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had by this time informed his wife of all he knew and had expe-
rienced.
I come to ask a favour, or rather two favours, of you,

Mr
Oakham," said the girl, with her sweetest smile.

“ Fifty, if you like, miss," said Ned, with enthusiasm. “What are they?

Simply that you will liberate your prisoners, and maintain a profound silence regarding the occurrences of this night."

Ned was literally struck dumb with astonishment, and sat staring at her as if he thought she had taken leave of her wits.

“ You are surprised at this,” continued Diamond; "and I dare say you have a right to be so. I know that I have no power to secure your silence, and that you would be quite justified in asking the law to punish those who so murderously assaulted you. But, perhaps, when you know that this course would seriously annoy and distress me, you may be induced to do for my sake what you would not otherwise. Listen for a few minutes. I am a foundling. I was taken from the street, and brought up by humble yet

kind

per. sons, in a simple way. Up to last week, I knew not who my parents were; but it seems Sir Edward Rockhart came to know all about it, and, for a very selfish purpose, wished me to become his wife. He sent Dogwood and his wife to get me secretly conveyed from Edinburgh. I at once went with them, believing what they told me that they had come to take me to my parents. I was, however, brought to Rockhart Hall, and Sir Edward made the proposition; but, to his very great astonishment, I refused. He was furious, gave me a week to think of it, and threatened that, if I refused then, he would use force. Meanwhile, Mrs Dogwood was grieved at what had been done. She thought it was a plan at which I would thankfully grasp; but when she knew how resolved I was against it, she sympathized deeply with me, and promised to assist me to escape, on condition that neither Sir Edward nor her busband should be brought to justice for what they had done. I made that promise. She then told me who my parents were; and I can now reveal myself to them. But you will see, Mr Oakham, that I am bound in honour not to make the matter public. My promise and inclination alike tend to this; for, had it not been for Mrs Dogwood, I never could have escaped. Now you know why I request your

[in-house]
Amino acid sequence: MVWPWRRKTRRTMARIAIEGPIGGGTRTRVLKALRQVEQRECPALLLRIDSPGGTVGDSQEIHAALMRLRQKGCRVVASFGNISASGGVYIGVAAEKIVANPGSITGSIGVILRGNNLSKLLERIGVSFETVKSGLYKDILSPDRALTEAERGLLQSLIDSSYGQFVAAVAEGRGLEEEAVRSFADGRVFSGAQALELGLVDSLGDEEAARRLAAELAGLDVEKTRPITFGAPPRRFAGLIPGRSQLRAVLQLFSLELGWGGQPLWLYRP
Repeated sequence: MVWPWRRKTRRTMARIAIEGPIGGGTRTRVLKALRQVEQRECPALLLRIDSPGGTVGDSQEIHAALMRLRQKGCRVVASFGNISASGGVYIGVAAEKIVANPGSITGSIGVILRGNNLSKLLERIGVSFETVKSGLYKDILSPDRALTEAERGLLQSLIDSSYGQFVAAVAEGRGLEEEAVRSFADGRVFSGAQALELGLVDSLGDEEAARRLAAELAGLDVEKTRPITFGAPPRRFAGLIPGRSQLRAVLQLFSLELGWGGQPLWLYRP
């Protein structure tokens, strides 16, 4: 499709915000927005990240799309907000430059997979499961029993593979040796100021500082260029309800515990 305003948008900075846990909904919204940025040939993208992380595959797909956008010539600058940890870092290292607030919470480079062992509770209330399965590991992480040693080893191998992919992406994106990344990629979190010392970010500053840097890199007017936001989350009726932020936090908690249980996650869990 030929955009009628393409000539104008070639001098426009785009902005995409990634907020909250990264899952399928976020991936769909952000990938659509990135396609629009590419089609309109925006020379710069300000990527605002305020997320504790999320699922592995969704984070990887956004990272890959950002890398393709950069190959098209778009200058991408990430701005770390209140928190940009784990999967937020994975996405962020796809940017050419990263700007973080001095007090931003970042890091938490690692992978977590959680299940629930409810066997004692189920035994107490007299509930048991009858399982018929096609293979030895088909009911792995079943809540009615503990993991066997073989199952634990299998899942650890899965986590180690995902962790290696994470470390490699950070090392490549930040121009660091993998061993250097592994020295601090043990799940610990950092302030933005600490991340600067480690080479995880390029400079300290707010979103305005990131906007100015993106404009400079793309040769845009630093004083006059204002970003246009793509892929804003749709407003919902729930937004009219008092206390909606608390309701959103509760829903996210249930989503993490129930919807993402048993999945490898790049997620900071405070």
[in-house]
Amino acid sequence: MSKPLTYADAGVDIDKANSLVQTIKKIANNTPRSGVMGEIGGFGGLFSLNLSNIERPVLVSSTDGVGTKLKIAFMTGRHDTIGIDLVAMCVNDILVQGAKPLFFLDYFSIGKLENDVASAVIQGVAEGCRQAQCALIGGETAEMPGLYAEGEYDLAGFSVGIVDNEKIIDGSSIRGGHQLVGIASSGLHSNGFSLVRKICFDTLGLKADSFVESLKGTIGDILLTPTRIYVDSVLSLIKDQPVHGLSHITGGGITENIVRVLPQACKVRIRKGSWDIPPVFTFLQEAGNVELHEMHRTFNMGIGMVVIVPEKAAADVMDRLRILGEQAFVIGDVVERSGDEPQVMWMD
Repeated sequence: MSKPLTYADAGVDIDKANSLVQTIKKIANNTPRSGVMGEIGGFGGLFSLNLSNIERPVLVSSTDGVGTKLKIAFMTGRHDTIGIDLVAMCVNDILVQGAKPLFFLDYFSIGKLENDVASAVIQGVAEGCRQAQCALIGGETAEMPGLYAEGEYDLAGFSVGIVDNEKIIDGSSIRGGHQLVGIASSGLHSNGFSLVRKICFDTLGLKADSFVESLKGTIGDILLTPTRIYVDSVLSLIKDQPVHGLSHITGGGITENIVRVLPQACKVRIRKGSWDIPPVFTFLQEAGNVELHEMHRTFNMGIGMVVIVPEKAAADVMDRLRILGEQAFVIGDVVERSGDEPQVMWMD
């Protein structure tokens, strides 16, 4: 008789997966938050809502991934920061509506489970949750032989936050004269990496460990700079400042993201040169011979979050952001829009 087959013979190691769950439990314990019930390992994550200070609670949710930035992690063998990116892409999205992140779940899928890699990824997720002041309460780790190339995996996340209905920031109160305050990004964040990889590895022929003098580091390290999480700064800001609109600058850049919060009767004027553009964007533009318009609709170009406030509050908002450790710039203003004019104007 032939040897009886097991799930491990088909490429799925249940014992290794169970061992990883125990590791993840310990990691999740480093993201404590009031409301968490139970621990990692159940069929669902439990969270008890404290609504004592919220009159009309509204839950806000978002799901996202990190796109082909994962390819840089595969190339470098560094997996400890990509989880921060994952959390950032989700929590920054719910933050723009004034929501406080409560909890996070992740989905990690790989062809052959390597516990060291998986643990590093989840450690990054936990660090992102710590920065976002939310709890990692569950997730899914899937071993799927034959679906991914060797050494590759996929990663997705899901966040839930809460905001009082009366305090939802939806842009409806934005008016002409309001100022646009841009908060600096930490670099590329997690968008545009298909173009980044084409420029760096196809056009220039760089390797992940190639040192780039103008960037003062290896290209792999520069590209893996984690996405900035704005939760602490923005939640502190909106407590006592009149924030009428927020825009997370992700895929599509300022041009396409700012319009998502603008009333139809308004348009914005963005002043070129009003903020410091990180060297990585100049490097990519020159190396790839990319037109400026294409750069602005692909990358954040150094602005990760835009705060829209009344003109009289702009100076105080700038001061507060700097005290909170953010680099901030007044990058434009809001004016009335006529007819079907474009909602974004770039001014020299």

silence." 6 Even to Mr Everly?" inquired Ned, with a fallen countenance.

“ No; my private friends must know all the particulars, and Mr Everly among the rest; but if you will oblige me so far, I should like to make him acquainted with them in my own time and way; and I assure you I shall not fail to let him know the invaluable

you

rendered me.” Ned looked satisfied at this; and then, scratching his head, he

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asked somewhat ruefully if the baronet must be released immediately. As Diamond intimated her wish for this to be the case, he consented; but stoutly contended that Dogwood must remain in limbo till morning, just as a little bit of merited punishment, and a security that they would not attempt another attack; and this point: Diamond elded. She sat down with Elizabeth by the kitchen fire, while the gamekeeper departed to release the baronet.